Reed-Turner Woodland Preserve

Reed-Turner Woodland is a Certified Nature Preserve by the Illinois Department of Natural Resources.  The rules for such lands prohibit pets (no dogs), no picking of flowers, no removal of any plants or animals, no hunting, trapping, fishing, or swimming.  “Leave only your footprints”.

The Preserve is a beautiful, calm place to walk, watch, and listen for the ever present signs of life such as animal tracks in the damp soil of spring and excavations from squirrels digging up their trove of buried nuts – or burying them in the fall.  The bare tree branches of spring and fall make bird sighting easier (and easier for the hawk and owl population to spot their prey of voles, field mice, rabbits).

Trails are open dawn to dusk, weather permitting.  The trails are well defined and most are covered in wood chips for easy walking.

The Preserve features oak covered morainal ridges bordering the deep ravine of Indian Creek. This topography provides multiple ecosystems and the accompanying high diversity of plant and animal life.

The rich history of Reed-Turner Woodland, a 50-acre section of the original grove of oak and hickory trees for which Long Grove was named, becomes evident even before stepping into the preserve. The rustic nature center, built in the 1920s, was originally the summer home of the individual who would become the first Village of Long Grove President,  Guy Reed. Over the years, Mr. Reed acquired more land and built a year-round home a few hundred yards from the original summer home.  Eventually his daughter Barbara Reed-Turner married and moved into the summer home with her family on a year-round basis.  After her parents passed away, Barbara and family moved into the larger home, where she still lives.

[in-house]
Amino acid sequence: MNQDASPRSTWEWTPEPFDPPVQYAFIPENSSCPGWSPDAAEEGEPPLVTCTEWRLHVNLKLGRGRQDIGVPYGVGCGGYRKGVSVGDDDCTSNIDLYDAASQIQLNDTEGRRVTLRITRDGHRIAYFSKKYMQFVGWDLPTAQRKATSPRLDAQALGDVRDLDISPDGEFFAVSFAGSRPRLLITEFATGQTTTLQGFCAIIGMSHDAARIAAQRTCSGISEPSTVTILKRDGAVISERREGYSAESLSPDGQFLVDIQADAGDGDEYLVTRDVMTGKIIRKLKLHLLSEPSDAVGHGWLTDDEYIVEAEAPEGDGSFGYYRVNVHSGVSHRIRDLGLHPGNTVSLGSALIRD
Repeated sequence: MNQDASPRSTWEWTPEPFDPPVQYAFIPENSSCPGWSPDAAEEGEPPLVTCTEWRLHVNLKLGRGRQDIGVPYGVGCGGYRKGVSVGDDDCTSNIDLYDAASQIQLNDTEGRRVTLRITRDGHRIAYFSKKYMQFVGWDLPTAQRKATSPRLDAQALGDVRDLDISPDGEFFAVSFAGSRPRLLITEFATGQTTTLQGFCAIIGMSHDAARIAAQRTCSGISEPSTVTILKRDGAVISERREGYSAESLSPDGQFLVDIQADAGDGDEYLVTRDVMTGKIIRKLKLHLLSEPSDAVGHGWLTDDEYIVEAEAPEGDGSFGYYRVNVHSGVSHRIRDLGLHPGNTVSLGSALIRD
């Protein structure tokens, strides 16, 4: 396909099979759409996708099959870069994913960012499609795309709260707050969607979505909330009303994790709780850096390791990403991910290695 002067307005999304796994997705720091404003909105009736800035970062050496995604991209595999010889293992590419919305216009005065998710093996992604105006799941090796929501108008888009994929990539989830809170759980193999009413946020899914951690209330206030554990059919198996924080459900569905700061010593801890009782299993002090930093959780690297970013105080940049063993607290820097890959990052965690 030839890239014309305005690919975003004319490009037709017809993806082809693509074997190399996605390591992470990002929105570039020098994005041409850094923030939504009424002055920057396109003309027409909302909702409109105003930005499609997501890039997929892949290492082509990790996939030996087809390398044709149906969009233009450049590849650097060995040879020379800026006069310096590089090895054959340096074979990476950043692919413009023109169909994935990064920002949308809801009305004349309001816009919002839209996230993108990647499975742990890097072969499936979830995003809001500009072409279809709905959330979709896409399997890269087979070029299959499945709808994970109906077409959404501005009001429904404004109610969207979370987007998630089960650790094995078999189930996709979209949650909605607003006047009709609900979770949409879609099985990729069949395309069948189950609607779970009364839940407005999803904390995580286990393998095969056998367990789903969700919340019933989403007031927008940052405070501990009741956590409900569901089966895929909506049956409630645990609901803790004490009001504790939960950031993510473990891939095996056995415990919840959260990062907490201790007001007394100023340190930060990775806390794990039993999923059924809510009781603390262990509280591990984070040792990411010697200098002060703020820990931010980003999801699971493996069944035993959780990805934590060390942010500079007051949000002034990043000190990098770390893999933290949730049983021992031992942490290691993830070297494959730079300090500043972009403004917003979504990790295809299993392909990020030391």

The Nature Conservancy, a national organization that identifies high-value natural sites, agreed to purchase the original 36 acres of  what is now the Reed-Turner Woodland.  The Nature Conservancy’s practice is to seek local organizations to assume ownership and protection of most of its acquisitions. Thus, the land was transferred to the Long Grove Park District, which has and will continue to protect it for the benefit of future generations.  The Preserve is an Illinois CertifiedNature Preserve which under Illinois law protects it from any development and sets standards for usage and management.

Barbara later donated the original summer home and surrounding three acres to the Long Grove Park District, providing the gateway to the Preserve as well as a base of operations for the Park District and a community meeting space.  Through a series of subsequent small acquisitions, the Park District has grown the overall Preserve to approximately 49 acres of prime natural space in the middle of Long Grove.